A year ago today, there were tears in my eyes.

As I bid goodbye to my home in Tokyo, my feelings heavier than the luggage I’m dragging to the nearest train station, I thought of the happy times and the once-in-a-lifetime opportunities this chance to live in Japan gave me. I kept on remembering the carefree days while instructing myself to start to accept that I’ve had so many precious moments here and today is its last. My tears were my goodbyes to the busy streets, trains, food shops and my favorite second-hand toy stop.
Above all I was saddest that I am leaving the friends that I have just met. Along with my sadness, longing, tears and fears, I started to accept.

A year ago today, I faced an entirely different life. From the hustling life in Tokyo, I went north to Niigata, the rice capital of Japan. From buildings to ricefields, yes. That’s how I got a taste of both worlds in a day last year.

A year ago today, I was full of fear. Out of pressure mostly since I wouldn’t be this priveleged, by privellge alone. Of course, I had my duties along with this opportunity and being in Niigata meant things got more serious that time. As I have to work with actual engineering design company whilst studying Japanese language, having that one bottle of sake (Japanese alcohol) for my first night in Niigata was a perfect welcome.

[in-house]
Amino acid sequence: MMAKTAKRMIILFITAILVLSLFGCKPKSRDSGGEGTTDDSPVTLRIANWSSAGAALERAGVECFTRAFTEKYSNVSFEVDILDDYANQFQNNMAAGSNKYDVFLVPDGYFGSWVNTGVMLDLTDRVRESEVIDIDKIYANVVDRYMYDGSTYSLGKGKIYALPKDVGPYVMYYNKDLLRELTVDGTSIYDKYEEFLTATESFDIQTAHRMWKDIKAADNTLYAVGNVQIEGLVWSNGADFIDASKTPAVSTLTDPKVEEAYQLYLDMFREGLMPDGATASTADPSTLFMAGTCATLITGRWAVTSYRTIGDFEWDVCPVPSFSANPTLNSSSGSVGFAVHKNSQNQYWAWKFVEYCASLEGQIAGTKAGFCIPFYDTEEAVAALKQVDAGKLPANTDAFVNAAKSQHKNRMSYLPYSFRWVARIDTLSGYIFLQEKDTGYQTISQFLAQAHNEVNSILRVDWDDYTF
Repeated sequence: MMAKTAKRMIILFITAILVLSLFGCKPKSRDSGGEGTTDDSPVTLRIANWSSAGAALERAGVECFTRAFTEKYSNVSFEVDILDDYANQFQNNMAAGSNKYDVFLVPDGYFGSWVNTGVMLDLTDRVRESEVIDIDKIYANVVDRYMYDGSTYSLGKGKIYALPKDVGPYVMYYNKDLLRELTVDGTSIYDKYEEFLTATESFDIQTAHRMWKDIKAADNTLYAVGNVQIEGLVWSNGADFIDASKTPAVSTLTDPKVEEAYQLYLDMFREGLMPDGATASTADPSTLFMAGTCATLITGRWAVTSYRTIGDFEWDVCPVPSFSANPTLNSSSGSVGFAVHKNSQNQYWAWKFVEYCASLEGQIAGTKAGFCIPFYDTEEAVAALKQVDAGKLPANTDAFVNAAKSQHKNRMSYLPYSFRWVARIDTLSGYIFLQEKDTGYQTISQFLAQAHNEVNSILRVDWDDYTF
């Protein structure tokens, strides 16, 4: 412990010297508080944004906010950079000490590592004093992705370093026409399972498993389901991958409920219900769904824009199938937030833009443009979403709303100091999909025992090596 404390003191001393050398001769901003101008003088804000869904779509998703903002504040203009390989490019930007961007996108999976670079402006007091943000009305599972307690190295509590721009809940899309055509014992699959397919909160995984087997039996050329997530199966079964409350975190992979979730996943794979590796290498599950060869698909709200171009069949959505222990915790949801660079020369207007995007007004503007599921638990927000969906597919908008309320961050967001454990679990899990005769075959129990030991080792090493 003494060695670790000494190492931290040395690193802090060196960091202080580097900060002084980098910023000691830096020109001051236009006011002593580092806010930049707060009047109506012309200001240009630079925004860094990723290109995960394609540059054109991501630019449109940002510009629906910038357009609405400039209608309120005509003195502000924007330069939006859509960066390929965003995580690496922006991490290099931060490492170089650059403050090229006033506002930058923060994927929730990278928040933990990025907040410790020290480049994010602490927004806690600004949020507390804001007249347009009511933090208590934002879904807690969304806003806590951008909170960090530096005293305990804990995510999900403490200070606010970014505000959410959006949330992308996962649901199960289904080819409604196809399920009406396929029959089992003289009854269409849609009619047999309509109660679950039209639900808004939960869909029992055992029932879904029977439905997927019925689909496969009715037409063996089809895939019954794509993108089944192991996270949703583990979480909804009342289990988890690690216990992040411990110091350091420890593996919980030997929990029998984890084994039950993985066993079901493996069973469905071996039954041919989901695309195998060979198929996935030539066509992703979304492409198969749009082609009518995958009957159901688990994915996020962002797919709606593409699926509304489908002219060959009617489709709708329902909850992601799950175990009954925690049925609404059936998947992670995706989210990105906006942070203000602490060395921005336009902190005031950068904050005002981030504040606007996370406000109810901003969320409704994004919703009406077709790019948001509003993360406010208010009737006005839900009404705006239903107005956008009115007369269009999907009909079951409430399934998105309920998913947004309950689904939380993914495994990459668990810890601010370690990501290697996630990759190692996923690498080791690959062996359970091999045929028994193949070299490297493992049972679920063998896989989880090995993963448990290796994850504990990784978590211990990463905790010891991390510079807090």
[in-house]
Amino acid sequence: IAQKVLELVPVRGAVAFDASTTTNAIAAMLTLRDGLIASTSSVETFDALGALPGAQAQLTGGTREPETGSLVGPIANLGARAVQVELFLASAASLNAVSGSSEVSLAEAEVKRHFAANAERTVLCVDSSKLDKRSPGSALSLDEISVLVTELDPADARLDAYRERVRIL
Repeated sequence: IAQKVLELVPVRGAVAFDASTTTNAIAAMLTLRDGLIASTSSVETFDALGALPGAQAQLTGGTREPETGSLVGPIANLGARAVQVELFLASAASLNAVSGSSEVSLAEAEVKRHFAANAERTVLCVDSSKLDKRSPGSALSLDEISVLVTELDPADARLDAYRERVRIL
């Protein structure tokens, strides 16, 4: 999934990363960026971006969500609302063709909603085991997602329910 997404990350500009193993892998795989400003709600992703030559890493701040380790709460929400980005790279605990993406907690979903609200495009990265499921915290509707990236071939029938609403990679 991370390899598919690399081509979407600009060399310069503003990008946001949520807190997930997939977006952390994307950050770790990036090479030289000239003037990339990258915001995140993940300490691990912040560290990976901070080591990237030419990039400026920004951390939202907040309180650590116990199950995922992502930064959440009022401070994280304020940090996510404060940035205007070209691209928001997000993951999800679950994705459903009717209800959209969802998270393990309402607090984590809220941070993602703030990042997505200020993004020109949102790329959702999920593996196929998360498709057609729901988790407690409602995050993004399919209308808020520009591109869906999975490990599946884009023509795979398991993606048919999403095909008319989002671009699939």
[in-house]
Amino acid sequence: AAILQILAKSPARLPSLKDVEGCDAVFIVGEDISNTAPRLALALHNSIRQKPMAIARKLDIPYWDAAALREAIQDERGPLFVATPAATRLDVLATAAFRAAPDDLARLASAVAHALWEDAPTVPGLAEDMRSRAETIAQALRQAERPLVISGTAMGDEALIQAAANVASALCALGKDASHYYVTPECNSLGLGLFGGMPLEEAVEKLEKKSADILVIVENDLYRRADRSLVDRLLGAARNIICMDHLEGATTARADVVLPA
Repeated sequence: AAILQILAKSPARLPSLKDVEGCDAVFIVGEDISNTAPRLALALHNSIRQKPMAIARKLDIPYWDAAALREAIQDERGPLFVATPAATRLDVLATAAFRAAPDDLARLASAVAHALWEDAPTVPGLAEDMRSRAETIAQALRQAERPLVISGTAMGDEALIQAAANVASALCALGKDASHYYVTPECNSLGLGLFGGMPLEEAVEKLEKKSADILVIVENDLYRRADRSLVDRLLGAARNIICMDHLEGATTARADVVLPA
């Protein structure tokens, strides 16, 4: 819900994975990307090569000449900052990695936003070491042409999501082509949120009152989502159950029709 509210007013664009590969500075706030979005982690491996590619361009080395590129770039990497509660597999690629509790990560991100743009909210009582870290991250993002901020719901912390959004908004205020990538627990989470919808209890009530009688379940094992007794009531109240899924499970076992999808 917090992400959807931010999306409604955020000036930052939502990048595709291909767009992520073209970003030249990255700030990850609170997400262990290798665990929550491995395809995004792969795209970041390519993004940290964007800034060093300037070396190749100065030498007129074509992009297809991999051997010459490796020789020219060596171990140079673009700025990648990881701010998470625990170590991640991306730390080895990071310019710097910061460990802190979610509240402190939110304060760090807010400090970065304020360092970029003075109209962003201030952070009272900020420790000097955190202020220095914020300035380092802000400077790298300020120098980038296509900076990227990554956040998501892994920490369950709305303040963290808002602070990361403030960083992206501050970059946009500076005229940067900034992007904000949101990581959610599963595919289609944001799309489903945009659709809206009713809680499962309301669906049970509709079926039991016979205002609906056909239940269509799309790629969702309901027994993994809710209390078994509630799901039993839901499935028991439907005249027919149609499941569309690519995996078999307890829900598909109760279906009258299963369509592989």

A year ago today, was my first day in Niigata. A year ago today, I was afraid. I was doubtful, I wanted to stay amd live with my friends in Tokyo.
But why am I writing this?
Because unknowingly, a year ago today, I reached home.

A year I will never forget.
A year I wished I could experience again.

Ohisashiburi!

I haven’t written in ages since arriving here in Japan so “Ohisashiburi!” It is a Japanese phrase meaning “Long time no see,” in English. Or should I say, “Gobusatadesu!” It means, “Sorry I haven’t written to you for a long time.” But I am no Nihongo sensei so let us stop at that.